“It was rumored that some 1,000 people (in Râmnicu Vâlcea) are involved almost full-time in internet fraud,” Varese told me, explaining why the town sometimes nicknamed “Hackerville” became a key target of their research (although the authors point out, in their paper, that the more accurate term would be “Fraudville,” as scams are focused more on the sale of fake goods than hacking or the spread of malware).

Varese said major findings from their interviews in Râmnicu Vâlcea as well as the Romanian cities of Bucharest and Alexandria were that cybercriminals knew each other and interacted with each other at local meeting spots offline, such as bars and cafes; that they operated in an organized fashion with different people filling different roles; that many in the town were aware of the organized crime but either didn’t say anything or sought to become involved themselves; and that there have been several cases throughout the years of corrupt officials, including police officers, who accepted bribes from the fraudsters and allowed them to perpetuate their schemes without interference.

“These are almost gangs,” Varese said. “They are not the individual, lonely, geeky guy in his bedroom that does the activities, but it’s a more organized operation that involves some people with technical skills and some people who are just basically thugs.”

The paper describes a culture of local complacency, often under threat of violence by a network of seasoned cybercriminals. This picture is far from that of the anonymous, faceless hacker many have come to envision, and instead reveals how internet crime can become embedded in specific populations.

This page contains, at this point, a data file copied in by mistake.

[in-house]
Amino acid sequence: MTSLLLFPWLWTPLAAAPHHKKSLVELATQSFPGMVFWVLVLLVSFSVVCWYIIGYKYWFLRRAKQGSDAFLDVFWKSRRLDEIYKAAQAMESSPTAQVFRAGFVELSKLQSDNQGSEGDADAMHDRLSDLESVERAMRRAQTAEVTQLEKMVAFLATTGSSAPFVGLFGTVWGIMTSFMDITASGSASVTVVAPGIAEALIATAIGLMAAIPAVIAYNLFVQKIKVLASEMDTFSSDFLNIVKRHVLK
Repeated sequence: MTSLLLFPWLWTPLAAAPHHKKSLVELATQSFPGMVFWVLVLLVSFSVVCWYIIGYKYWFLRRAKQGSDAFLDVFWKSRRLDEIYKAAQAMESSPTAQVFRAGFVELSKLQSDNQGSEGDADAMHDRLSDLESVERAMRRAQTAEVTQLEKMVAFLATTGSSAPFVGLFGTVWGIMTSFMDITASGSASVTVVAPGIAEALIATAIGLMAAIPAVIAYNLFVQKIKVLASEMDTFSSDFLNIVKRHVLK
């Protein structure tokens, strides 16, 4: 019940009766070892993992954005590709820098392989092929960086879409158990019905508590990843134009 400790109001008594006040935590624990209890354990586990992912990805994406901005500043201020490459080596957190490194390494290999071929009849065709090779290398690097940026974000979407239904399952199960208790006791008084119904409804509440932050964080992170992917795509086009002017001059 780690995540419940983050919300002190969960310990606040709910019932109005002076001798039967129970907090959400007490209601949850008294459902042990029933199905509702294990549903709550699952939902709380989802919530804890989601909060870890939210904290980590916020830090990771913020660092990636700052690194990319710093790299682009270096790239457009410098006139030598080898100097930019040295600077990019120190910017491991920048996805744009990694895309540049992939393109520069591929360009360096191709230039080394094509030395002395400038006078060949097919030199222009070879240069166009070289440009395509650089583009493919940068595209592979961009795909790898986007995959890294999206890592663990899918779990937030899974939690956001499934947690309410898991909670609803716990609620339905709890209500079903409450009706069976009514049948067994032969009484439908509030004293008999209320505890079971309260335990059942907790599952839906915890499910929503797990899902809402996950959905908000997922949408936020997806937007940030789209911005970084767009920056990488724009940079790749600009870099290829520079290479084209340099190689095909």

“Most people think of cybercrime as being a global, international sort of liquid problem that could be anywhere and could come at you from anywhere,” Varese said. “In fact, the attacks—the cybercrime attacks or the cyber fraud—really come from very few places disproportionately. So cybercrime is not randomly distributed in the world. It’s located in hubs.”

Cultural and Human Factors

I asked Varese two major questions—why Romania and why cybercrime, as opposed to other forms of profitable crime? He responded that a look at the country’s history reveals why, instead of weapons or drugs, criminals in Romania might turn instead to their computers.

“Romania is a very special place. Mainly because, during the dictatorship of Nicolae Ceaușescu—that was the communist dictator that ruled Romania from the 60s to the 90s—he emphasized the importance of technical education, and especially IT,” Varese explained. “There was a very good technical basis among people. When the internet arrived, a lot of Romanians built up their own micro-networks. And so it turns out that when the regime fell, Romania turned out to be a country which was very, very well-connected.”